Summary of First-order Linear Equations

Essential Concepts

  • Any first-order linear differential equation can be written in the form [latex]y^{\prime} +p\left(x\right)y=q\left(x\right)[/latex].
  • We can use a five-step problem-solving strategy for solving a first-order linear differential equation that may or may not include an initial value.
  • Applications of first-order linear differential equations include determining motion of a rising or falling object with air resistance and finding current in an electrical circuit.

Key Equations

  • standard form

    [latex]y^{\prime} +p\left(x\right)y=q\left(x\right)[/latex]
  • integrating factor

    [latex]\mu \left(x\right)={e}^{\displaystyle\int p\left(x\right)dx}[/latex]


integrating factor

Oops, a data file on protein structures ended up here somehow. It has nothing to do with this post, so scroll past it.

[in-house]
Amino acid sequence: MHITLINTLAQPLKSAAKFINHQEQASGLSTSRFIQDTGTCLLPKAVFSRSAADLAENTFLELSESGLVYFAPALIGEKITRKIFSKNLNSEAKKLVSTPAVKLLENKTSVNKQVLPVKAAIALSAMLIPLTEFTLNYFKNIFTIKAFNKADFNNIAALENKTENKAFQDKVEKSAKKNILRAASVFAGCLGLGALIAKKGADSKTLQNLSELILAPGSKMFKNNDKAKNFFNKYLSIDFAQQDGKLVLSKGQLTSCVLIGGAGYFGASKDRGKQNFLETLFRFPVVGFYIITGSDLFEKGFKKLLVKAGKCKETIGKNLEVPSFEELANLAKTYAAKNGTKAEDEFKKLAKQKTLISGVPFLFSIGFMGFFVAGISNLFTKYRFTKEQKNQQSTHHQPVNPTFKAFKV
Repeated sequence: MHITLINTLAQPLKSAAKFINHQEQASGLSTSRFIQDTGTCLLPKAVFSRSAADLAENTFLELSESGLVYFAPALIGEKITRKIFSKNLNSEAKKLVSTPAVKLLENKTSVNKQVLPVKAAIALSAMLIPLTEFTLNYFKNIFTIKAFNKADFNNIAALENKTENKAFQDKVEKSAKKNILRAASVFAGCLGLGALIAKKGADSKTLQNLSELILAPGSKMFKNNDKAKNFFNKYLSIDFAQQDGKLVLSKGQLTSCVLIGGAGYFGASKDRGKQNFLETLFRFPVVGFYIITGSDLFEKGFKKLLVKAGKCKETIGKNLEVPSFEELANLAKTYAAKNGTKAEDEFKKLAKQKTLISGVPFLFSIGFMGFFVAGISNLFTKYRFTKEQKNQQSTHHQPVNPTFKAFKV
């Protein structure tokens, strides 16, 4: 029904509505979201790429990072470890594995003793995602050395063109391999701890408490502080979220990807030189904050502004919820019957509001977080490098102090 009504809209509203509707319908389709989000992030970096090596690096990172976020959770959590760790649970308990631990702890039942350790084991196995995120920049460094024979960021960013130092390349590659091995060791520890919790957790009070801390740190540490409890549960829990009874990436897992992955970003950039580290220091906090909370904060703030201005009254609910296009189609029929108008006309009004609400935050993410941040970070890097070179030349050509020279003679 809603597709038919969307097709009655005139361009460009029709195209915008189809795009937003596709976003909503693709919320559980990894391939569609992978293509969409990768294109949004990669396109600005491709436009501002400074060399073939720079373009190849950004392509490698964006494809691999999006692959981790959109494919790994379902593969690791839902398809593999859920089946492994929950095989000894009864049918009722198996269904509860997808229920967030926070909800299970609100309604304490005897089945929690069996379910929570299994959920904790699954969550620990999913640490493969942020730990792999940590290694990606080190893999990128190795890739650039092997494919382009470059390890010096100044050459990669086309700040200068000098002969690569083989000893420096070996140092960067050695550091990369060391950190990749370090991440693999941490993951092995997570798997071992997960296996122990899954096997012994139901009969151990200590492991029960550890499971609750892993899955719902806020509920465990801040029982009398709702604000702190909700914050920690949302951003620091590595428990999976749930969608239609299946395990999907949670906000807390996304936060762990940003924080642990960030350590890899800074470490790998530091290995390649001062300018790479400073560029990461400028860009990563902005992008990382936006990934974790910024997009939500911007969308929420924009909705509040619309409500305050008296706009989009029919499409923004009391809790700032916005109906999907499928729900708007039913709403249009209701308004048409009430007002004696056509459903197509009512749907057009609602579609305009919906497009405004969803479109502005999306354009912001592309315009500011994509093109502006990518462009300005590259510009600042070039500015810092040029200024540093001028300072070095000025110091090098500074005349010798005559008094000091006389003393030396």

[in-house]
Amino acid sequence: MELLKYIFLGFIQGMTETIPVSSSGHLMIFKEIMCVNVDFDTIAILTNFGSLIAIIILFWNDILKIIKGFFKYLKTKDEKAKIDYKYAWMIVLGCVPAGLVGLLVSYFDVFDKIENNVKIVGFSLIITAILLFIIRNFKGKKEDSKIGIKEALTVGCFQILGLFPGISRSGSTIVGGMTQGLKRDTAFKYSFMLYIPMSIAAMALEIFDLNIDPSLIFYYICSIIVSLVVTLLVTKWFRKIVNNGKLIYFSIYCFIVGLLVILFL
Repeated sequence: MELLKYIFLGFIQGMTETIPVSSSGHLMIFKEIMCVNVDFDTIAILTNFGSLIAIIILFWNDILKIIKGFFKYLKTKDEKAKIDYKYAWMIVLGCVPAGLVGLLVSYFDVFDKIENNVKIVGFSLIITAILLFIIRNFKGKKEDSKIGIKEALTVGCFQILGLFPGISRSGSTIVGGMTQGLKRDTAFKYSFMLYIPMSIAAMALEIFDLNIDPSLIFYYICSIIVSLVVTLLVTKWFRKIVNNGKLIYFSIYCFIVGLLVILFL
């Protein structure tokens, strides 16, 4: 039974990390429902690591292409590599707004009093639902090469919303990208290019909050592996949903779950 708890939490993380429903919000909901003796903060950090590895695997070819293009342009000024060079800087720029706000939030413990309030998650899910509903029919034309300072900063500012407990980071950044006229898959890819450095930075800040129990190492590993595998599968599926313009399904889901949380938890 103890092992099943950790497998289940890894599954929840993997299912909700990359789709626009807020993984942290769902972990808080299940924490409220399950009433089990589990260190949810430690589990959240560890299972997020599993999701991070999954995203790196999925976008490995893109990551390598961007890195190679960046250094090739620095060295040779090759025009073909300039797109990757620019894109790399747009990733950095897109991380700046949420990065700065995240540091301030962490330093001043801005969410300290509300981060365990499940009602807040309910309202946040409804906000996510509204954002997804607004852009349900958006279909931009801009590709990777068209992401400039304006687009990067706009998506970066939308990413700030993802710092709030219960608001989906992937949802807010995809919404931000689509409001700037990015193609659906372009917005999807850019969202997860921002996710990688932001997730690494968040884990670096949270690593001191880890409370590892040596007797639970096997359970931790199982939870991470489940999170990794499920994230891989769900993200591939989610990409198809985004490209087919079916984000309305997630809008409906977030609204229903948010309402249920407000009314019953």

any function [latex]f\left(x\right)[/latex] that is multiplied on both sides of a differential equation to make the side involving the unknown function equal to the derivative of a product of two functions
description of a first-order differential equation that can be written in the form [latex]a\left(x\right){y}^{\prime }+b\left(x\right)y=c\left(x\right)[/latex]
standard form
the form of a first-order linear differential equation obtained by writing the differential equation in the form [latex]y^{\prime} +p\left(x\right)y=q\left(x\right)[/latex]